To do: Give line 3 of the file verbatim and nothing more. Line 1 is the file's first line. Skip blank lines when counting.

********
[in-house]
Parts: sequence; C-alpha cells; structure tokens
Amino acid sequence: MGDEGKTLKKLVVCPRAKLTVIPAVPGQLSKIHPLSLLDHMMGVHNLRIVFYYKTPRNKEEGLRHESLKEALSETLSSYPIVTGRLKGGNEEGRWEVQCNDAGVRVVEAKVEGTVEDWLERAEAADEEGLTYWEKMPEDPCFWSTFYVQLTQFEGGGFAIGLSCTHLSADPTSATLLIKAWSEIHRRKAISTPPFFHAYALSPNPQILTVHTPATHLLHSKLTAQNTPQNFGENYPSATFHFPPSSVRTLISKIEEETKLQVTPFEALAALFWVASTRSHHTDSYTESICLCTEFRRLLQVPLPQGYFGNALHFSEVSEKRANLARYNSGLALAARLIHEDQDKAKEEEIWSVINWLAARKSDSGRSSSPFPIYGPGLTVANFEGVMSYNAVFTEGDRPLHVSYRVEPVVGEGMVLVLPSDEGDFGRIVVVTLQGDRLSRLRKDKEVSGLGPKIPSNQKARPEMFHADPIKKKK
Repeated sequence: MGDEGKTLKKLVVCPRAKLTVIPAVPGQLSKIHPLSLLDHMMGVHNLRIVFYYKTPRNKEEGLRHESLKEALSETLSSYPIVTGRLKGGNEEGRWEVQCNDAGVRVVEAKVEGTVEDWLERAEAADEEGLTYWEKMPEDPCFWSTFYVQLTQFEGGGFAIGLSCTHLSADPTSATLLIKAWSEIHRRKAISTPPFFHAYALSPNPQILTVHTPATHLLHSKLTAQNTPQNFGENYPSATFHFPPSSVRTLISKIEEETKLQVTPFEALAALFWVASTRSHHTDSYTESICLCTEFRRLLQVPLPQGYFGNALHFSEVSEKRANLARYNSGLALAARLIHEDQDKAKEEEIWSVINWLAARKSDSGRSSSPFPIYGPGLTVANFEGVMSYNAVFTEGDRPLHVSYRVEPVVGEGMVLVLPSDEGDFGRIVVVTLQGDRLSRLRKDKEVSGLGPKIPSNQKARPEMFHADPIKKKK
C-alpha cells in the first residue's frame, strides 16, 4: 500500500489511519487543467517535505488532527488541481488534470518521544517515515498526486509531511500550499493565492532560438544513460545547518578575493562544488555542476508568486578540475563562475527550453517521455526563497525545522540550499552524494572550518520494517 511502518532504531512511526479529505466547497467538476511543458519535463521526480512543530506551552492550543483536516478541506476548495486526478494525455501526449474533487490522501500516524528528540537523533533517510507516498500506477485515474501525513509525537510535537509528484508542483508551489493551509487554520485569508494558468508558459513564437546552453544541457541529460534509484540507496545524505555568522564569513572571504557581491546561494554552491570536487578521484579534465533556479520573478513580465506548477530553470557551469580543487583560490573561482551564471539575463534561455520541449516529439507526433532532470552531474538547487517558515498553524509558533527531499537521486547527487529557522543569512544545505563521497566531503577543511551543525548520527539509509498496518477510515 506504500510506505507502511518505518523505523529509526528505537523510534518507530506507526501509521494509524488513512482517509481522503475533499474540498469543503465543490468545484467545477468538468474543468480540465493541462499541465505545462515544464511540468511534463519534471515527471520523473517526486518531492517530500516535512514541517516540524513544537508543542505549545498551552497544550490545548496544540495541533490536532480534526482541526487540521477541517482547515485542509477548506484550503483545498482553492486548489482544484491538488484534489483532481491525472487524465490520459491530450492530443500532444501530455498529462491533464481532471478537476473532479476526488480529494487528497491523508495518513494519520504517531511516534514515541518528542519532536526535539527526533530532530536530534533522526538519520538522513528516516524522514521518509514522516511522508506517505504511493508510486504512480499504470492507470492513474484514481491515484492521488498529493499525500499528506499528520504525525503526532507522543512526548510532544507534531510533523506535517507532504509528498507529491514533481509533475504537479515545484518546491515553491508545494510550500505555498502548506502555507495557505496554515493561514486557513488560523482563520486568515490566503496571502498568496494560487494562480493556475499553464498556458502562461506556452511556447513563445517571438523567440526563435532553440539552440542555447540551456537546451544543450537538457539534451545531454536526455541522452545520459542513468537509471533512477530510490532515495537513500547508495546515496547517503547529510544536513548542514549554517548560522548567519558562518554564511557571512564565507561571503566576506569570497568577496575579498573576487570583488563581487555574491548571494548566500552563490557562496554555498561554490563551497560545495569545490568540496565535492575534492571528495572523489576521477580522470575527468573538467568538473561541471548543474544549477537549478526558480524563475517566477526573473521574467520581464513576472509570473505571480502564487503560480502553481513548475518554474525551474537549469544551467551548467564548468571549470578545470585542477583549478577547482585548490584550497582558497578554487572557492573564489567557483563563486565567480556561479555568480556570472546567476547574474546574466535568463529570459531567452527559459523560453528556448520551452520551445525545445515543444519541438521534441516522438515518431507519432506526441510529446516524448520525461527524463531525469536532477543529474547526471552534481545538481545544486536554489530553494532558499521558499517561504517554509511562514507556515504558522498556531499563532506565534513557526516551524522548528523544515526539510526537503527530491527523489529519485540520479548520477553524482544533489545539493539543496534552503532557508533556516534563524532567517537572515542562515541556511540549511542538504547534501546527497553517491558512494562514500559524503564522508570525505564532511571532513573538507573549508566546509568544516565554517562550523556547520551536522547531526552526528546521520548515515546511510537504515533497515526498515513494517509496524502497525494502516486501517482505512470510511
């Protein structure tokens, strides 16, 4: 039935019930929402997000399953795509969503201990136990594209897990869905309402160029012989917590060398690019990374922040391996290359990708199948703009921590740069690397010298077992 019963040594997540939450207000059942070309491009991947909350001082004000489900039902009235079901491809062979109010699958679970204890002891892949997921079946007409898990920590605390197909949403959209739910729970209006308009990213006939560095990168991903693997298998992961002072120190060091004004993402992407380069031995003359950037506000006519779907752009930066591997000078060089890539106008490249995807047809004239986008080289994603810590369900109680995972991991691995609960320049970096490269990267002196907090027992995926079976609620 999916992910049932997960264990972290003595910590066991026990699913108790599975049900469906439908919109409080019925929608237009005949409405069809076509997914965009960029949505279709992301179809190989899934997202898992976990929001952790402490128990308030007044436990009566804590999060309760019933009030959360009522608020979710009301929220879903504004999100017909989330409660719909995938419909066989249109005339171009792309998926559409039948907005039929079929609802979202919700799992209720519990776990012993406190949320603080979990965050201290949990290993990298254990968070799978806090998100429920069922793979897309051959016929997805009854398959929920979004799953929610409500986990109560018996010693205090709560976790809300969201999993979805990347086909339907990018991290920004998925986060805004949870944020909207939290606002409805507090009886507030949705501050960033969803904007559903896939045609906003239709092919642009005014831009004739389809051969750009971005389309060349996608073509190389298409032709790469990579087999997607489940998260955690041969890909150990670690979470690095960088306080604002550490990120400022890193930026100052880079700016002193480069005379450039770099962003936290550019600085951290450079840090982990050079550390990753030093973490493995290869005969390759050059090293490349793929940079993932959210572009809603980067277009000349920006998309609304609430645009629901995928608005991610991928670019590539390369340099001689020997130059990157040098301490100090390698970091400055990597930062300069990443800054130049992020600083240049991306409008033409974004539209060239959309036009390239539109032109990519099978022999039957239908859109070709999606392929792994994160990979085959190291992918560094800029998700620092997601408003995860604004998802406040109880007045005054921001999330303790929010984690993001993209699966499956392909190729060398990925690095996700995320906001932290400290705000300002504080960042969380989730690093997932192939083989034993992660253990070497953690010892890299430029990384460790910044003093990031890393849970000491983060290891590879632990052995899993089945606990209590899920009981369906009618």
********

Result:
Amino acid sequence: MGDEGKTLKKLVVCPRAKLTVIPAVPGQLSKIHPLSLLDHMMGVHNLRIVFYYKTPRNKEEGLRHESLKEALSETLSSYPIVTGRLKGGNEEGRWEVQCNDAGVRVVEAKVEGTVEDWLERAEAADEEGLTYWEKMPEDPCFWSTFYVQLTQFEGGGFAIGLSCTHLSADPTSATLLIKAWSEIHRRKAISTPPFFHAYALSPNPQILTVHTPATHLLHSKLTAQNTPQNFGENYPSATFHFPPSSVRTLISKIEEETKLQVTPFEALAALFWVASTRSHHTDSYTESICLCTEFRRLLQVPLPQGYFGNALHFSEVSEKRANLARYNSGLALAARLIHEDQDKAKEEEIWSVINWLAARKSDSGRSSSPFPIYGPGLTVANFEGVMSYNAVFTEGDRPLHVSYRVEPVVGEGMVLVLPSDEGDFGRIVVVTLQGDRLSRLRKDKEVSGLGPKIPSNQKARPEMFHADPIKKKK